The scenes from Yasser Arafat's headquarters in Ramallah this week played tricks on the mind. The gaping ruins seemed to epitomize the collapse of the Palestinian Authority and demonstrate the Palestinian Authority president's impotence. But Arafat's smiling emergence after Israel withdrew its tanks under heavy American pressure seemed to say just the opposite: that a resurgent Arafat was back in control, stronger politically than he had been for months, and that Israeli Prime Minister Ariel Sharon's attempt to humiliate the Palestinian leader had backfired.
But that was not the worst news for Sharon. The more dangerous problem, analysts here said, is that Israel's 12-day siege of Arafat's headquarters had cemented a subversive linkage in the Palestinian mind between the Palestinian and Iraqi issues.
It appears obvious that President Bush had so bluntly insisted on an Israeli pullback because he believed the siege was interfering with American plans for a war against Iraq. The sight of America's strong ally humiliating an Arab leader did not play well in the Arab world, where Bush is trying to drum up Arab support for toppling Iraqi President Saddam Hussein. The firm U.S. intervention clearly made sense from an American point of view. But for Sharon it creates a tactical problem: The Palestinians might now be encouraged to plan major terrorist attacks in the belief that America's focus on Iraq essentially ties Israel's hands.
In the event of a Palestinian attack, Israel's dilemma would be acute: If it doesn't respond, it risks encouraging more attacks; if it does respond, it risks a showdown with Washington.
Writing in the Israeli daily Yediot Achronot, the former U.S. ambassador to Israel, Martin Indyk, argued that Arafat was likely to conclude that by "standing firm against Sharon, he could drive a wedge between the U.S. and Israel.
"The prime minister of Israel must find a way out of that trap before he finds himself, rather than Arafat, under heavy American pressure, and his options after the next suicide bombing even more limited," Indyk wrote.
Israeli intelligence officials are convinced that some Palestinian groups will try to exploit Israel's dilemma by escalating violence before and during an American attack on Iraq. Indeed, one reason Sharon gave for besieging Arafat's headquarters was to show that Israel would not allow its hands to be tied. That effort clearly boomeranged, and Israel now finds itself worse off from a deterrent point of view.
Addressing the Knesset's Foreign Affairs and Defense Committee on Tuesday, Defense Minister Benjamin Ben-Eliezer admitted that "cardinal mistakes" had been made in the siege: No one had anticipated the vehemence of the American response, he said, as a result of which "our freedom of action has been curtailed."
The same perceived constraints could encourage Hezbollah terrorists to open hostilities on Israel's northern border. But analysts insist that Washington would not restrain Israel in the same way if Hezbollah bombarded Israel's northern towns and villages.
"Hezbollah knows this, and so do their Syrian and Iranian patrons," said Ze'ev Maoz, a strategic analyst at Tel Aviv University.
Still, the Lebanese for weeks have been exploiting Israeli restraint in the run-up to an Iraq war to divert the Wazzani River to irrigate villages in southern Lebanon.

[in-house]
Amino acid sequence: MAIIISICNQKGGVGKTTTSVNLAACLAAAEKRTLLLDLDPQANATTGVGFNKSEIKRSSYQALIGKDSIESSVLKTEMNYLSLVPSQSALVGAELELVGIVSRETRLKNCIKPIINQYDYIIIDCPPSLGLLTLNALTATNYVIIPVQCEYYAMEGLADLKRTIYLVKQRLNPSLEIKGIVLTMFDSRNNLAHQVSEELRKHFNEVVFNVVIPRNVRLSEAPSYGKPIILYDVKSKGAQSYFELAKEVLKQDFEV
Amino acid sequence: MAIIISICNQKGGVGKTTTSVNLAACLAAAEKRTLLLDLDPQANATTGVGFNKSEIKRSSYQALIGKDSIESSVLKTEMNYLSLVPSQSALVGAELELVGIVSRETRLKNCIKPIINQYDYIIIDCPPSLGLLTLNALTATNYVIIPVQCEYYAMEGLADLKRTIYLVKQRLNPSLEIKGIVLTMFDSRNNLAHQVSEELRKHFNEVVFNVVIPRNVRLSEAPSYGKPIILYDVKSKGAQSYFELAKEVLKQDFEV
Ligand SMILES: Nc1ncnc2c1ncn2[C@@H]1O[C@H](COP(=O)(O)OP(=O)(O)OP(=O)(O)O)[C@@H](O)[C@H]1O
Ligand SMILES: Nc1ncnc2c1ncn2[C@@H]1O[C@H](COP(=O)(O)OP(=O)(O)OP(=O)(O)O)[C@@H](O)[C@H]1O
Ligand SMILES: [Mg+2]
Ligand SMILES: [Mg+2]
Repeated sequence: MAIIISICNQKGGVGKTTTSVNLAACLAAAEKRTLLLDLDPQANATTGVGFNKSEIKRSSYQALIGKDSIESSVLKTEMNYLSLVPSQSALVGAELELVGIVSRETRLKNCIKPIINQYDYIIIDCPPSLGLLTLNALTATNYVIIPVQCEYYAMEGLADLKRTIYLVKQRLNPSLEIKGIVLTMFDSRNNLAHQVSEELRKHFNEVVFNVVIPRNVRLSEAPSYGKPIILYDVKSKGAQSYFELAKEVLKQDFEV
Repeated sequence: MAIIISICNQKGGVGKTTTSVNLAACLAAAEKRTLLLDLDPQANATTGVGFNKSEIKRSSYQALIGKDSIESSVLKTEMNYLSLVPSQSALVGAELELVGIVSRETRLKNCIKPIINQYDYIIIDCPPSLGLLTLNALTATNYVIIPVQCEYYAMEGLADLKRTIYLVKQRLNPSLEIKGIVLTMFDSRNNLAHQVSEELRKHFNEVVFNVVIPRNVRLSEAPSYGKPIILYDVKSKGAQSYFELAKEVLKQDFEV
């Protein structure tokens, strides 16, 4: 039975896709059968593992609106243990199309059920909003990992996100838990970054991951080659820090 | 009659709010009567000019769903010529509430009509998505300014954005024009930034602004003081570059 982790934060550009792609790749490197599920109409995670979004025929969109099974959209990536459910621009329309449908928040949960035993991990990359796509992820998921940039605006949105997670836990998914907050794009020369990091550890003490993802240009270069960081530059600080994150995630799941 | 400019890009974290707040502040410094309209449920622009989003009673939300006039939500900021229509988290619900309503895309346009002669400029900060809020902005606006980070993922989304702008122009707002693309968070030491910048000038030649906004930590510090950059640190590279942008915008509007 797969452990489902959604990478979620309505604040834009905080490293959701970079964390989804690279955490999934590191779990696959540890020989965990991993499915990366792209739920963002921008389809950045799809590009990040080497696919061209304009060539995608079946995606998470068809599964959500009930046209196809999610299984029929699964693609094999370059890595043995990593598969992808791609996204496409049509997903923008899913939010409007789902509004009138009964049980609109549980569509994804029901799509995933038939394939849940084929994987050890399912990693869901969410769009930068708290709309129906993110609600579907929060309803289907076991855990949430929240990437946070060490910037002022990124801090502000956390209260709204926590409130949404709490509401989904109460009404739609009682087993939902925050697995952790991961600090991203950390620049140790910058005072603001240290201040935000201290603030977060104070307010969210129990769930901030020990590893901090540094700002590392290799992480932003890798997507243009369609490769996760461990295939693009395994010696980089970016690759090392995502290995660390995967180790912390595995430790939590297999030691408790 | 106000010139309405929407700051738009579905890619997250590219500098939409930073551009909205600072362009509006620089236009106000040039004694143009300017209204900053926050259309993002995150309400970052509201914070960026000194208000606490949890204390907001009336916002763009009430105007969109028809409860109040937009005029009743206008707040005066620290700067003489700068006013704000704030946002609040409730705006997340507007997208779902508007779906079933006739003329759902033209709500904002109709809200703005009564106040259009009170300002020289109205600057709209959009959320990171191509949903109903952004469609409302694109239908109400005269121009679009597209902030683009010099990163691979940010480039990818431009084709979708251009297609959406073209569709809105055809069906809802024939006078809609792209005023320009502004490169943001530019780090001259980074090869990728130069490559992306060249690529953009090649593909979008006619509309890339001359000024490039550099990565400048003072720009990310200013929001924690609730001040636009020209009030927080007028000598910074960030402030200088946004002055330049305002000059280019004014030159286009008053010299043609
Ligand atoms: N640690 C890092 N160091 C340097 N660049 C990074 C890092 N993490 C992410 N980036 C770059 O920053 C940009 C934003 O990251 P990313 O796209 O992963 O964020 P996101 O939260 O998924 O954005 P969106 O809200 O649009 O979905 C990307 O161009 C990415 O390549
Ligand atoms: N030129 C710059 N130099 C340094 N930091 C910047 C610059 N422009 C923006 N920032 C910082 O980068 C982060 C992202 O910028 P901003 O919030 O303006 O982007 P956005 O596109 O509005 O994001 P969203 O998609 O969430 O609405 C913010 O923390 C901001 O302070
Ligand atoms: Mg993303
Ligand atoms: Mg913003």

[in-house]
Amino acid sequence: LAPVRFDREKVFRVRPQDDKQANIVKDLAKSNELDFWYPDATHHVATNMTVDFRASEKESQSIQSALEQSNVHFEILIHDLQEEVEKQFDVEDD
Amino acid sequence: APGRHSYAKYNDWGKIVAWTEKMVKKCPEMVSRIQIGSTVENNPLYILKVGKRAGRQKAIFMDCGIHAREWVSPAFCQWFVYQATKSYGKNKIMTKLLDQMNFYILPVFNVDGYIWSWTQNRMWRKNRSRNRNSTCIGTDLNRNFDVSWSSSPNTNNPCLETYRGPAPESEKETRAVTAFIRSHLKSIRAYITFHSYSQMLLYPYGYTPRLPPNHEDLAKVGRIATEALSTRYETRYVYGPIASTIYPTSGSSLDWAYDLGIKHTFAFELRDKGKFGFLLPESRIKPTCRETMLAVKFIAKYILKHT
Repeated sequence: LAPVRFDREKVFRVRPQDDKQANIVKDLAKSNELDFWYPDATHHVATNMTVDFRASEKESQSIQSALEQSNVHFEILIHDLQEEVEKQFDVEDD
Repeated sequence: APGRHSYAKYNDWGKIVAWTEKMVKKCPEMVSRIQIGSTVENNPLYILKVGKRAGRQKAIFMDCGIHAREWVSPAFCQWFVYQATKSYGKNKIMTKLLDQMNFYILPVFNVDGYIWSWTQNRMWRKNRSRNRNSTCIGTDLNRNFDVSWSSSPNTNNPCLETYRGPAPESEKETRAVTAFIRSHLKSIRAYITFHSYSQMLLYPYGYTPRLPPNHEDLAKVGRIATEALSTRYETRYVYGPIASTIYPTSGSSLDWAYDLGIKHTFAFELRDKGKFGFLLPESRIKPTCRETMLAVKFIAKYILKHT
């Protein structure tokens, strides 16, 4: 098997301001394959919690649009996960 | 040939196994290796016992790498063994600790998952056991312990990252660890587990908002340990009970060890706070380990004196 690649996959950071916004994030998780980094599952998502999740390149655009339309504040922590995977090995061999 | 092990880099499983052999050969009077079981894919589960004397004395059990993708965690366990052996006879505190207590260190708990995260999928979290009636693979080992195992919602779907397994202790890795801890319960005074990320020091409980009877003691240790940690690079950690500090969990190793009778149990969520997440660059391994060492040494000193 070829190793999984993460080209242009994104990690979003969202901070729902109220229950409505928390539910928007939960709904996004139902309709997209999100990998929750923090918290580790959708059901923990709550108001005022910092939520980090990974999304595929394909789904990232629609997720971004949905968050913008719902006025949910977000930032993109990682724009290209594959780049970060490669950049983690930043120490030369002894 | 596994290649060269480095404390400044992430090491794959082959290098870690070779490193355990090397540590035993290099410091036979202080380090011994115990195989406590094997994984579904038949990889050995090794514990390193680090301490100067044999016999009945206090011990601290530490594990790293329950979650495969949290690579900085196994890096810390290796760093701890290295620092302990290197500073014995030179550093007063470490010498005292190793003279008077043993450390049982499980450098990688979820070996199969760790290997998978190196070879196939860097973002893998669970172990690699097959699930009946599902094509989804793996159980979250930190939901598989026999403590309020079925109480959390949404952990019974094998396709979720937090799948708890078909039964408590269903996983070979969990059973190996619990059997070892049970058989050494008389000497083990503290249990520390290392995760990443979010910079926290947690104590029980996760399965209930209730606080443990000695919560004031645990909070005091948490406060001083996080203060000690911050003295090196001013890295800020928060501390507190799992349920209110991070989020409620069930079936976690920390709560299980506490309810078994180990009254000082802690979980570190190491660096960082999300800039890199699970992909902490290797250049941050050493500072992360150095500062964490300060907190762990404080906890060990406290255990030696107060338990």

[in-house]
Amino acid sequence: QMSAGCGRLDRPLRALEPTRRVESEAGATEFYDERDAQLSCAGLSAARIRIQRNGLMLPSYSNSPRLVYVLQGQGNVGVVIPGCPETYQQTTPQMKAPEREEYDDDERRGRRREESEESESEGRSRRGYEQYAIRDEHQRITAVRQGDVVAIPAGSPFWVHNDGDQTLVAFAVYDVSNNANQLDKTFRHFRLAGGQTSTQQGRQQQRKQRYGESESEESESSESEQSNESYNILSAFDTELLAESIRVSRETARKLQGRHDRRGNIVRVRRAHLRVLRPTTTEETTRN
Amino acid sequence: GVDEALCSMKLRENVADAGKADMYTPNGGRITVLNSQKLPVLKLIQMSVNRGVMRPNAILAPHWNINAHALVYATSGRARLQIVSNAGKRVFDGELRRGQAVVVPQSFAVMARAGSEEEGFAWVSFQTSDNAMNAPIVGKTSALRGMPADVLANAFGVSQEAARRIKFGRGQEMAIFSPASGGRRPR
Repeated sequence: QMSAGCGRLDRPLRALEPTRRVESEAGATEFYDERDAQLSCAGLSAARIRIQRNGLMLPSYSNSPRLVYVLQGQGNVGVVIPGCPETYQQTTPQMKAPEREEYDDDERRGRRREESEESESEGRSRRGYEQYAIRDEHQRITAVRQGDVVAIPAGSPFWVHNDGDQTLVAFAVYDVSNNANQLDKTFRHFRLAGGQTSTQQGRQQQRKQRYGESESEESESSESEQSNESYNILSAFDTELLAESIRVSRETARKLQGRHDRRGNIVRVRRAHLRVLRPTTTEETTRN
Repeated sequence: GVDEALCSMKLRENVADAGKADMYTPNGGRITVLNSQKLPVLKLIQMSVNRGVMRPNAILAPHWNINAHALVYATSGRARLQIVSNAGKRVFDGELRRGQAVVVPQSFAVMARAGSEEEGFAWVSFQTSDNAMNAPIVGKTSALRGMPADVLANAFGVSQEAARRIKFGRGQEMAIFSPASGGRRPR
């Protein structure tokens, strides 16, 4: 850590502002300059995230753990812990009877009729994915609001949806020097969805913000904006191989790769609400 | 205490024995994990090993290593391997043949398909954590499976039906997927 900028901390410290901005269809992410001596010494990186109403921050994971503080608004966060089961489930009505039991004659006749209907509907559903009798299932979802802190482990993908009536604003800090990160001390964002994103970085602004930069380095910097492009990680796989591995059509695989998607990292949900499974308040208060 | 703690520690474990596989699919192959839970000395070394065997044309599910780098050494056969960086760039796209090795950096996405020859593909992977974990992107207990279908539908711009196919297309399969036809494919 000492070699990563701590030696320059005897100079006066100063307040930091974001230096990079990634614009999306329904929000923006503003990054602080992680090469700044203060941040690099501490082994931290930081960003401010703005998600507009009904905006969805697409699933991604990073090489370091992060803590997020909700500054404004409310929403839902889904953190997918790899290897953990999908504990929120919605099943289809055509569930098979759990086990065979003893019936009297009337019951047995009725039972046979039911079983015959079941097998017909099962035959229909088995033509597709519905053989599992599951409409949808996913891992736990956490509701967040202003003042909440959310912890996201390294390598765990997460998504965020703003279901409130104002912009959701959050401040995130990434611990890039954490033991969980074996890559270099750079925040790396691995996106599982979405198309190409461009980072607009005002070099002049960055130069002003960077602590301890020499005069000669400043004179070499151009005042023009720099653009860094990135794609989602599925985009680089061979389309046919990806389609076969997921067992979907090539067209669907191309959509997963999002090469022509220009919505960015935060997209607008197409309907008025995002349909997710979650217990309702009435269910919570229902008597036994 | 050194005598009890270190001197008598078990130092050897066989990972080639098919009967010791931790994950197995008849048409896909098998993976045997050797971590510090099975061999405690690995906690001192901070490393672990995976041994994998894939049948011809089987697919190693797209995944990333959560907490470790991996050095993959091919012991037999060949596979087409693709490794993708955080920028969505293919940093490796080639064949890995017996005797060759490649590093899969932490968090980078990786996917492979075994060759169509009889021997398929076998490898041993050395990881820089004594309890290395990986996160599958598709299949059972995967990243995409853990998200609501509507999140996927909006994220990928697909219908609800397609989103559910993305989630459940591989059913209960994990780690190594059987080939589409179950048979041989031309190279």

After an initial bellicose warning, Sharon acknowledged in late September that, because of Iraq, the time was not propitious for military action, and he said Israel would have to try to resolve the problem in coordination with the United States.
According to left-wing critics of Sharon's government, the Ramallah siege may have another negative consequence for Israel: Arafat's resurrection as a popular hero may have slowed down moves toward change in the Palestinian leadership, moves the Israeli government said could help create a peace partner on the other side.
Critics point out that Palestinian plans to discuss the appointment of a prime minister alongside Arafat, which were to have taken place in his Ramallah compound, were postponed indefinitely because of the siege. The day after the siege ended, Knesset member Ran Cohen of the Meretz Party accused the government of having nipped Palestinian reform plans in the bud.
But other analysts downplay the significance of Arafat's return to center stage. His renewed popularity may well prove fleeting, they say, noting that the forces for change on the Palestinian side remain as determined as ever. For one, Mahmoud Abbas, better known as Abu Mazen, the Arafat deputy mooted as a potential prime minister, continues to speak about nonviolence and chart a new political course.
"There were many mistakes in this last intifada, and turning to the use of arms against Israel was the decisive one," Abbas said in an interview this week on LBC, a Lebanese television channel.
Turning the intifada into a peaceful, popular struggle is "the only way to convince the world of the justice of our cause," Abbas said.
So while some Palestinians may try to escalate violence to exploit Israel's current constraints, others are talking nonviolent resistance, hoping to exploit American goodwill after a strike on Baghdad. America may then want to rebuild ties with the Arab world by pressuring Israel to make concessions to the Palestinians, and a nonviolent Palestinian leadership would be in a much better position to press the advantage, the thinking goes.
Indeed, according to unconfirmed reports, Israeli and Palestinian negotiators already are looking ahead to the day after an attack on Iraq and are talking peace in a secret channel that bypasses Arafat.
Sharon's representative is said to be outgoing Mossad chief Ephraim Halevy.
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